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Johnson & Johnson has requested that doctors around the world cease use and return laparoscopic power morcellator devices manufactured by the pharmaceutical giant’s Ethicon division. The devices are used to cut large masses of tissue, such as uterine fibroids, for removal during minimally invasive hysterectomy, myomectomy, and other procedures.
“Because of this uncertainty, Ethicon believes that a market withdrawal of Ethicon morcellation devices is the appropriate course of action at this time until further medical guidelines are established and/or new technologies are developed to mitigate the risk,” the company wrote in a letter. The company also said the move is not a recall because, according to Ethicon, the morcellators function as designed.
Johnson & Johnson already suspended worldwide sales of the devices in April after the FDA discouraged use of the devices due to their potential to distribute malignant and benign tissue throughout a patient’s body, potentially upstaging undetected cancers and causing other negative outcomes. Several hospitals, such as Massachusetts General and Brigham & Women’s, both in Boston, have already stopped using the devices, but they remain in use throughout the United States.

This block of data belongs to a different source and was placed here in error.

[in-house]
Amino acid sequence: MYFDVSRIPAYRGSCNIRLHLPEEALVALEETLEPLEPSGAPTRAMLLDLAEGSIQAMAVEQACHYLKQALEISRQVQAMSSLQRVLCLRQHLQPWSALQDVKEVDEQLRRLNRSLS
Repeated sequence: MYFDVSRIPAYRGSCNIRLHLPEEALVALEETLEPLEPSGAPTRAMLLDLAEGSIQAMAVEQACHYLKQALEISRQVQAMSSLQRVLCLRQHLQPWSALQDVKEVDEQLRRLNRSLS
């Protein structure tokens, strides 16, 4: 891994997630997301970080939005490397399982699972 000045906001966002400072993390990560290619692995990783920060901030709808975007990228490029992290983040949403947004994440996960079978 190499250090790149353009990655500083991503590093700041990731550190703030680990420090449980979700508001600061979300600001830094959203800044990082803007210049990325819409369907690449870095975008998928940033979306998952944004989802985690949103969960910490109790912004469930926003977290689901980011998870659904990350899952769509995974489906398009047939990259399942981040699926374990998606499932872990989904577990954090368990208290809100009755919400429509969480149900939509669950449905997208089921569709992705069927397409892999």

Approximately 1 in 350 women who undergoes a hysterectomy or myomectomy has an undiagnosed uterine sarcoma, a type of cancer that is notoriously difficult to detect because of its similarity to benign fibroids. If a sarcoma is morcellated during the procedure, the cancerous tissue can be spread to other parts of the patient’s body. This can potentially upstage the cancer and substantially worsen patient outcomes. Even benign tissue, when spread throughout the body in this manner, can have serious side effects.
A July 10-11 FDA panel on the matter stopped short of recalling the devices but advocated for stronger warnings and better patient education. The FDA did not rule out the possibility of an outright ban of the devices. Meanwhile, cases brought against Ethicon by patients who say they were harmed by power morcellators are in their early stages.
If you have been diagnosed with a uterine sarcoma after a surgery involving a power morcellator, or had fibroids or uterine tissue removed from other organs after such a surgery, request a free case review to help you assess your legal options.